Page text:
Adapted from the movie of the same name, and based upon the play “The Man Who Was Peter Pan,” “Finding Neverland” tells the story of playwright J.M. Barrie as he struggles to write a new play. The audience is informed immediately that this will become what we know as “Peter Pan” with the rest of the story taking us through the play’s creation and opening night.
Along the way, Barrie meets and is inspired by a widow, Ms. Sylvia Llewelyn Davies, and her four boys. “Finding Neverland” mostly alternates between Barrie’s growing relationship with the Davies and his struggles attempting to convince his producer, (as well as a colorful cast of actors) that his ambitious script is a good idea.
Unfortunately, the script for “Finding Neverland” is also a bit of a hard sell. The story tends to meander along and has a hard time building up anticipation. The central conflicts of the plot (which are pointedly announced to the audience during the song “Circus of Your Mind”) seem to resolve themselves without much input from the main character leading to less investment in his “struggle.”
The music in “Finding Neverland” is entertaining if not memorable and ably sung by the cast. Rory Donovan, playing Barrie’s theater producer Charles Frohman, was a particular standout who added a welcome bit of subtly. Too much of the show is played with heavy-handed winks and nods when another element of the Peter Pan story is discovered by Barrie. Without spoiling anything, Barrie stumbles across the inspiration for Captain Hook’s hook in a such a forced and blatant way (accompanied by an extra long “realization”) that it loses its meaningfulness. Whether this is because of poor direction, poor scripting, or a combination of both is hard to tell.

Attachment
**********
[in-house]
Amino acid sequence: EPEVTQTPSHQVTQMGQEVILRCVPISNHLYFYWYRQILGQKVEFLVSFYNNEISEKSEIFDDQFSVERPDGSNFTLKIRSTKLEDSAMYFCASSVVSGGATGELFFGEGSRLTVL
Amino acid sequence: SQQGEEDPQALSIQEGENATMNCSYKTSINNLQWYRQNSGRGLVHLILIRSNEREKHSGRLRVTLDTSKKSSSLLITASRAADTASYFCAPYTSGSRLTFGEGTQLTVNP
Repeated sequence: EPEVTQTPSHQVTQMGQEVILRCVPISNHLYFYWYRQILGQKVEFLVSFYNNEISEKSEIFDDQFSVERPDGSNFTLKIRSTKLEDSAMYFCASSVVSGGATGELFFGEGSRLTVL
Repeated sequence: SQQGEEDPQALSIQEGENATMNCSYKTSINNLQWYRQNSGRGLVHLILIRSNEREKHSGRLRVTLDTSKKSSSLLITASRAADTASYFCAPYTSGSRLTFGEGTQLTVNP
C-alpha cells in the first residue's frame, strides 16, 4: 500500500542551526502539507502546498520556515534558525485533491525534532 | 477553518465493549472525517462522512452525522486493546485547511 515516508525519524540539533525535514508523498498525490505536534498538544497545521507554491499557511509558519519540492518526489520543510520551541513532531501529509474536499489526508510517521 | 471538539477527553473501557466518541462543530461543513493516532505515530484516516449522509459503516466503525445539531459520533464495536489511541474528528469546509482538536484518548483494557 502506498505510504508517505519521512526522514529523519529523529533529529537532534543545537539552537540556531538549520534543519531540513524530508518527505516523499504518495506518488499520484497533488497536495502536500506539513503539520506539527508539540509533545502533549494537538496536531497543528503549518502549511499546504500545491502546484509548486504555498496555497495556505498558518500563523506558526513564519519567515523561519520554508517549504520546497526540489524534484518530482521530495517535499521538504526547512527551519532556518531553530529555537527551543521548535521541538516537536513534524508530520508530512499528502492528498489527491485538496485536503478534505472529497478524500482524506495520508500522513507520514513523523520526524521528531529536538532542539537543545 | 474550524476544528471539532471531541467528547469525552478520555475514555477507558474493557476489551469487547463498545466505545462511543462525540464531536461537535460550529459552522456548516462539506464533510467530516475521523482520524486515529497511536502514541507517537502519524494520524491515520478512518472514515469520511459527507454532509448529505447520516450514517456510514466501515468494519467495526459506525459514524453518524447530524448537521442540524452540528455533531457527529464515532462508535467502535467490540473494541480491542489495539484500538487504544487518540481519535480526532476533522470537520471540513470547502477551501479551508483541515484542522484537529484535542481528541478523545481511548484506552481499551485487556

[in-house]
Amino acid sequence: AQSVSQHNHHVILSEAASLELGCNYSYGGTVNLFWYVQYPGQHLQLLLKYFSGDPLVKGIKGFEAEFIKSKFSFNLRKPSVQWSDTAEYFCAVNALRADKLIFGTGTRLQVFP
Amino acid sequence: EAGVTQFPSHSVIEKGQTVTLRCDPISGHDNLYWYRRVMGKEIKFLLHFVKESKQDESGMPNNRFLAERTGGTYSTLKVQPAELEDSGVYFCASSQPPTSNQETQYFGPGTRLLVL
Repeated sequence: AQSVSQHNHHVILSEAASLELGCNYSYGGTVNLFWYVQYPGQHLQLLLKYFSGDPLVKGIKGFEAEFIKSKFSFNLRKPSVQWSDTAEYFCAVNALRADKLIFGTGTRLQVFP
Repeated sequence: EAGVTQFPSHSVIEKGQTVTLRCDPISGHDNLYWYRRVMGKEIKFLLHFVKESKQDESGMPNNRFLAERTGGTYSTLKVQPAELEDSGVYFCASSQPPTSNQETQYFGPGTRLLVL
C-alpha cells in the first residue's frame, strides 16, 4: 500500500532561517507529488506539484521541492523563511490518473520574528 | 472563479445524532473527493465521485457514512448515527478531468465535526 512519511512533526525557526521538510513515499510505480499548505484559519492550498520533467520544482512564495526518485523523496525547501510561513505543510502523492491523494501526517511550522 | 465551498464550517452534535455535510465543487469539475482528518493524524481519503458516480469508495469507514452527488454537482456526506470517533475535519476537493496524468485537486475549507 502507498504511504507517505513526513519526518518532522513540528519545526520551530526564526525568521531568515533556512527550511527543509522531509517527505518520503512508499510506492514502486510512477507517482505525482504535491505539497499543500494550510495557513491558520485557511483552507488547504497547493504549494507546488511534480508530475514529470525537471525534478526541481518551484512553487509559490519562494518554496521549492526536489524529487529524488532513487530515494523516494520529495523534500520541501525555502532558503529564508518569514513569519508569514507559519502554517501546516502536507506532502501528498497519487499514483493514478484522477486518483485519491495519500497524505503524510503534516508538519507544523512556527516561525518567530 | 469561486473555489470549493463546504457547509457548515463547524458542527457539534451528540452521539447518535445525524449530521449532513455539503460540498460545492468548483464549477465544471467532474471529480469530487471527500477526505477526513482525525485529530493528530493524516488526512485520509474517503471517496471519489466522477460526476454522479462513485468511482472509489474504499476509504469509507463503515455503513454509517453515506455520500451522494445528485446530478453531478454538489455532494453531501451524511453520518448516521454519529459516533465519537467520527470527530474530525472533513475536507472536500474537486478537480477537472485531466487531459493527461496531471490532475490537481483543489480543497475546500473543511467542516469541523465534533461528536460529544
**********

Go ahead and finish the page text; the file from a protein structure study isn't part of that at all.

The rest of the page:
Don’t go to “Finding Neverland” expecting a kids show. While the show doesn’t feature sex or violence, it does deal with heavy and tear-jerking themes about love, death, and fulfillment which may go over the heads of younger audiences. This is particularly ironic considering there is a message in the play that theater should be accessible for children too.
Ultimately, I did enjoy myself at “Finding Neverland” but left feeling a bit underwhelmed. The show had many laughs and poignant moments as well as several entertaining songs. With a bit more subtly and plot points worth investing in, “Finding Neverland” could have soared straight on till morning.
“Finding Neverland” is currently playing at The Dr. Phillips Center for the Performing Arts in downtown Orlando every night through June 11. Tickets start at $33.75 and you can get them at drphillipscenter.org.